Soon-to-be Upper School principal Dr. Buzz Inboden shares, “I hope the class of 2020 across the country doesn’t allow this to shape their collective identity.” Rather than being remembered as the group that missed out, Dr. Buzz explains his hope for this year’s WC graduates, “I hope they come to see themselves as resilient people, who have learned to face adversity and change with their heads up confident that the God who began a good work in them will bring it to completion in the day of Christ.”
For the rest of us, may we choose to remember more than just what’s been lost for this year’s seniors. May we recall and thank God for what He has done in and through them and what He has planned for their futures. In senior English teacher Al Iten’s words, he will remember the Class of 2020 like this: “Despite all the chaos and disappointment, they have proven to be strong and courageous. Diligent, caring for each other, enduring all things, they have been quite an encouragement to this old man and to each other. And they have shown great leadership throughout the year from Houses to athletics to whatever they have committed themselves to doing. Even those not in an ‘official’ leadership position have been the pillars the leaders have needed to fulfill their responsibilities. They demonstrate a gentle strength, a quiet confidence, a desire to learn, an ability to think critically, and a steady pursuit of God’s calling on their lives…. In the future you will be hearing about the Class of 2020 and their pursuit of excellence.”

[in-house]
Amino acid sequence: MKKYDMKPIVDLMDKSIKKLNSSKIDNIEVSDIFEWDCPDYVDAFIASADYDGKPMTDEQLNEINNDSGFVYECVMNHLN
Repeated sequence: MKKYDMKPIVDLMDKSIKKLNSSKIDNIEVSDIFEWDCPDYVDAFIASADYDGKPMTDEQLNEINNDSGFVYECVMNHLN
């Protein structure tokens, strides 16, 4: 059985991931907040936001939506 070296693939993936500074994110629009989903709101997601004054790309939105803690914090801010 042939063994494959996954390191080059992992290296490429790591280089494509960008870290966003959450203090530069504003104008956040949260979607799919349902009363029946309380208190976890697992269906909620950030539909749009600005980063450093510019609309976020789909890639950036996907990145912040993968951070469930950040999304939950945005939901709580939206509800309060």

Graduating Warriors: We see you. We are proud of you. We celebrate you. We are confident that “he who began the good work within you, will continue his work until it is finally finished on the day when Christ Jesus returns.”